The FAA authorized the use of the Moderna COVID-19 vaccine for pilots and air traffic controllers last Dec. 19. However, the FAA required a 48-hour wait period before pilots and controllers could begin “conducting safety-sensitive aviation duties,” similar to what the agency did with the Pfizer-BioNTech vaccine.
The policy was released a day after the FDA granted emergency use authorization for mRNA-1273 or the Moderna vaccine.
Pfizer-BioNTech’s vaccine received FDA authorization on Dec. 11 and the FAA permitted its use on Dec. 12.
The FAA Office of Aerospace Medicine said: “Holders of FAA-issued Airman Medical Certificates or Medical Clearances may receive the Pfizer-BioNTech or Moderna COVID-19 vaccine. However, a 48-hour no fly/no [safety-related] duty interval must be observed after each dose.”
The FAA advised inoculated pilots and air traffic controllers that they are forbidden from performing flight crewmember duties or air traffic control duties if they don’t “meet medical certification requirements, including those related to adverse events from medications that render them unable to perform such duties.”
While the FDA authorizes additional vaccines, the FAA evaluates and releases policies. The FAA emphasized that it will strictly observe the patient response to both Pfizer-BioNTech and Moderna vaccines. The agency added that it may adjust the policy as needed “to ensure aviation safety.”
Air traffic controllers and pilots helped ship the first doses of the Pfizer-BioNTech vaccine last Dec. 13. Both Houston Mills, who is an Aircraft Owners and Pilots Association (AOPA) member and UPS Inc. Vice President of Flight Operations and Safety, and first officer Neal Newell safely flew the cargo from Lansing, Michigan, to Louisville, Kentucky.
AOPA President Mark Baker praised pilots and air traffic controllers who are at the forefront of the fight against the ongoing COVID-19 pandemic as they delivered personal protective equipment and the vaccines.
“I am pleased the FAA is acting quickly to evaluate and allow pilots and controllers to take either of the FDA-approved vaccines and return to work and flying after a short period,” concluded Baker.
Back in December, the FAA sent guidance to airports to prepare for vaccine distribution. The agency also advised other facilities that may serve as alternate or diversion airports.
Additionally, the FAA announced that some aircraft used for vaccine shipments may be larger than the aircraft used for passenger-carrying flights that usually serve that airport. Operators were advised to have extra aircraft rescue and fire-fighting services.
Are experimental vaccines really “safe?”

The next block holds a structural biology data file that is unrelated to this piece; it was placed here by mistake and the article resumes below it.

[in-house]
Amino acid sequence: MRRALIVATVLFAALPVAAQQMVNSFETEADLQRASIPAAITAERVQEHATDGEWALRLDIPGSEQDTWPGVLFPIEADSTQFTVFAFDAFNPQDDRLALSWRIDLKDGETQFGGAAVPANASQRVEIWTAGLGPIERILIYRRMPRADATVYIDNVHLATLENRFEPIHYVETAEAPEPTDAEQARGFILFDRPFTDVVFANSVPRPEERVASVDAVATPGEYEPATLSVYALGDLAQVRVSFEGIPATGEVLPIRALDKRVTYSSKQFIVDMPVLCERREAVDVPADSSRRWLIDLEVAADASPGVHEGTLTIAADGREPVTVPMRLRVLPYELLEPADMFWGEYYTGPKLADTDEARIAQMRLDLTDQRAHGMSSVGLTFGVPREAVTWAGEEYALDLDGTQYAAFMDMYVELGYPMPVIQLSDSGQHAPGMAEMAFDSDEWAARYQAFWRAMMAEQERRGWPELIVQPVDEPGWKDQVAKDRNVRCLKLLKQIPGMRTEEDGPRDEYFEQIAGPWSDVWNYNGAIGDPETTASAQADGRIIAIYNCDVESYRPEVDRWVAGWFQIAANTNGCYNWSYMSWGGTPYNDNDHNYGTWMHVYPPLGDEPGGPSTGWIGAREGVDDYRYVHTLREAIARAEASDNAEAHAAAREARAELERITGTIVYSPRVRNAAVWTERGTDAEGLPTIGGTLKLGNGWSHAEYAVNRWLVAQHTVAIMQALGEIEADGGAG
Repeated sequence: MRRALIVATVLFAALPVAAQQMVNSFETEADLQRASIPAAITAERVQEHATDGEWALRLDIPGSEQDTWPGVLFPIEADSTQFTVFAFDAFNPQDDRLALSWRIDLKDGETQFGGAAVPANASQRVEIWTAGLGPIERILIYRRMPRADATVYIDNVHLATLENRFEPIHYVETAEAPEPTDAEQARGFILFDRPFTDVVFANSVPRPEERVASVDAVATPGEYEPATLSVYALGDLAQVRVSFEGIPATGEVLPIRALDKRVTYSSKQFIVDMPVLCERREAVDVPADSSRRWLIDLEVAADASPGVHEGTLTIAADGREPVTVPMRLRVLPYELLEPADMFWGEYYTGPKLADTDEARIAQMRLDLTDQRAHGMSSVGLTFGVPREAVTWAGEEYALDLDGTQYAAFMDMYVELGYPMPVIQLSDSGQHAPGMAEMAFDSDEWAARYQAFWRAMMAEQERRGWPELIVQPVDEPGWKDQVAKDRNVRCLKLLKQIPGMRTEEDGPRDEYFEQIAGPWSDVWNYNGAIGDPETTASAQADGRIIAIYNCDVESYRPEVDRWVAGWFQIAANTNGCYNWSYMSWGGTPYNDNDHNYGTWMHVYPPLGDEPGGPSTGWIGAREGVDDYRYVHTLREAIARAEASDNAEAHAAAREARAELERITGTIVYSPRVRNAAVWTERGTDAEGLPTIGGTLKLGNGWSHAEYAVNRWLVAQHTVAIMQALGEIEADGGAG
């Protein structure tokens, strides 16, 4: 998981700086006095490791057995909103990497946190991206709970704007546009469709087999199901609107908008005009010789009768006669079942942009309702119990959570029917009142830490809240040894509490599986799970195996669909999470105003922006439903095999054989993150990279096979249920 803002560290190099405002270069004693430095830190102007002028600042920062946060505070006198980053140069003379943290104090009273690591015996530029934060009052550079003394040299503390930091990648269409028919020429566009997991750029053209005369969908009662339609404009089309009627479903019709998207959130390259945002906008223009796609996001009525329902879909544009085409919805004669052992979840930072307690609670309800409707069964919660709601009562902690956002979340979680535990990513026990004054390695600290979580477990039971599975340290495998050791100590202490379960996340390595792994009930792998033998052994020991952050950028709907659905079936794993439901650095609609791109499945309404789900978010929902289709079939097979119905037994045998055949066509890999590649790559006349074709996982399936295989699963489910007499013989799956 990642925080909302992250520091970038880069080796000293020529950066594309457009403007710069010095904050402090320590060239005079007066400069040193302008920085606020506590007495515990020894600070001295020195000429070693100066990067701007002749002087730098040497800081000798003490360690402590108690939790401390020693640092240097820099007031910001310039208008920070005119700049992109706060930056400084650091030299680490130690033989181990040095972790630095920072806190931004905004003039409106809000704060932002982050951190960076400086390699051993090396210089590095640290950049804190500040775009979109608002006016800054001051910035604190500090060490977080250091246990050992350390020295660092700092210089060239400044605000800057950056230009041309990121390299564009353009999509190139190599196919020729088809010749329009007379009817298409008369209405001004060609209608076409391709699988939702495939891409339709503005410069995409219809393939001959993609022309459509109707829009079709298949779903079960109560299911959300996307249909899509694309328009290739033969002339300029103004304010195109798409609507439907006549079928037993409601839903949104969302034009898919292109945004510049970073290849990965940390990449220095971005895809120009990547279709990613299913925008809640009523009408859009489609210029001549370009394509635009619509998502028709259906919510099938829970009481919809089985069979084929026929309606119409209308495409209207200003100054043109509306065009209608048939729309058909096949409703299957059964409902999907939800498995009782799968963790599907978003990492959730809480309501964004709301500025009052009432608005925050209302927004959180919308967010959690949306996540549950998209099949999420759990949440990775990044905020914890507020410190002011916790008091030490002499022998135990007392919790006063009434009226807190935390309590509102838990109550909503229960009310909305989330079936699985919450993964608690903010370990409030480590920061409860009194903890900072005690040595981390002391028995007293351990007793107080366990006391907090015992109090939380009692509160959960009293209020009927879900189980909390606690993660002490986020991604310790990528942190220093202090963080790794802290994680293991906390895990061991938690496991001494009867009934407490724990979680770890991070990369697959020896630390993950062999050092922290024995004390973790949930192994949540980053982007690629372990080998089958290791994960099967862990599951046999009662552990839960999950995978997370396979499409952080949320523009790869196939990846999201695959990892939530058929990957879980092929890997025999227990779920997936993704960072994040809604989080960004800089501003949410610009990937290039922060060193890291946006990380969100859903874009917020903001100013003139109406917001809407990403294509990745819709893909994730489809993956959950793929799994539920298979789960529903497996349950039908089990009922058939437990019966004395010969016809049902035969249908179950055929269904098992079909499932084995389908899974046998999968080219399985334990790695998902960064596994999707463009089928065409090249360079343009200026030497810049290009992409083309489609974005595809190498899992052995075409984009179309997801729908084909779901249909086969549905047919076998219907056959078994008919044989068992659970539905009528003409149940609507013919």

Many believe the coronavirus vaccines are still experimental and, like other experimental drugs, are linked to negative side effects.
For example, a CBS 60 Minutes’ segment called “The Swine Flu Fraud of ‘76” revealed shocking details about a vaccine that injured thousands of Americans. Those who received the vaccine even sued the U.S. government. (Related: Woman suffers whole body convulsions after taking experimental Moderna COVID-19 vaccine.)
The FDA reported that Moderna’s Covid-19 vaccine causes common side effects such as fatigue, headaches and muscle pain. Other rare symptoms of the vaccine include intractable nausea (vomiting that is difficult to control) and facial swelling potentially triggered by the shots.
Over 44 percent of people who were vaccinated experienced joint pain and more than 43 percent experienced chills. The agency also found that more severe side effects were recorded in 0.2 percent to 9.7 percent of volunteers. These serious symptoms were more common after they received the second dose.
Moderna’s vaccine requires two shots that are given within several weeks. The FDA reported that at least 15 percent of vaccinated participants got a fever after receiving either the first or second dose.
Less than six percent reported symptoms that lasted for a week or so after vaccination. According to the agency, some of the trial participants had a fever that lasted more than a week.
While there were seven “serious adverse events” in the COVID-19 vaccine trial, the FDA insisted that none of them was fatal. Four were attributed to the vaccine by trial investigators and Moderna, with side effects including intractable nausea and vomiting, facial swelling and rheumatoid arthritis.
While the Moderna coronavirus vaccine is supposedly safe to use, the FDA recommends monitoring those who were vaccinated to see if anyone develops Bell’s palsy. Out of the trial’s 30,000 participants, four individuals experienced the condition that causes half of the face to droop.
Visit VaccineInjurynews.com to read more articles about the potential side effects of the coronavirus vaccine.